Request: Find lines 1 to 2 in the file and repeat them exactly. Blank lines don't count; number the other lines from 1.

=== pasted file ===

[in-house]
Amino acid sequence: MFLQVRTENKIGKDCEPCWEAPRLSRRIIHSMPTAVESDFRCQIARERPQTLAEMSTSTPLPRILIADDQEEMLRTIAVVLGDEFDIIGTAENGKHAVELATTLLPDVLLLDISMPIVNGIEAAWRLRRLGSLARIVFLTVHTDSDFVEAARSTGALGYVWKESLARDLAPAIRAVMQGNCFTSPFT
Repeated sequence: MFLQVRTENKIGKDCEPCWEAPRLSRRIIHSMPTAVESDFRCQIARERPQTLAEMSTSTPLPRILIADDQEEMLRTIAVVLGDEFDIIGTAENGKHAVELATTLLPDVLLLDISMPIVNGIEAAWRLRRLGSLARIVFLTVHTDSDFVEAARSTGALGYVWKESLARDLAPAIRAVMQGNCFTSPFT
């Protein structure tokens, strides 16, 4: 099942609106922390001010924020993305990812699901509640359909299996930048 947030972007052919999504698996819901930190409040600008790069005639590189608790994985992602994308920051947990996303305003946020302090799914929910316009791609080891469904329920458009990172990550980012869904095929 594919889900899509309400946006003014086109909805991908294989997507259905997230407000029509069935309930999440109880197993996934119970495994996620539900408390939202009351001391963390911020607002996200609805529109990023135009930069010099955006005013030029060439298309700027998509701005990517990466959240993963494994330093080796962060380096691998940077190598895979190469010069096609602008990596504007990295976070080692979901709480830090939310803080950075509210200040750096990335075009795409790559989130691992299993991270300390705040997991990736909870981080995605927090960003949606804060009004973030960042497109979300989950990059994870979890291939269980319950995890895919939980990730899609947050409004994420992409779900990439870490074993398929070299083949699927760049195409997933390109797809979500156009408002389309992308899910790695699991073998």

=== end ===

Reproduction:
[in-house]
Amino acid sequence: MFLQVRTENKIGKDCEPCWEAPRLSRRIIHSMPTAVESDFRCQIARERPQTLAEMSTSTPLPRILIADDQEEMLRTIAVVLGDEFDIIGTAENGKHAVELATTLLPDVLLLDISMPIVNGIEAAWRLRRLGSLARIVFLTVHTDSDFVEAARSTGALGYVWKESLARDLAPAIRAVMQGNCFTSPFT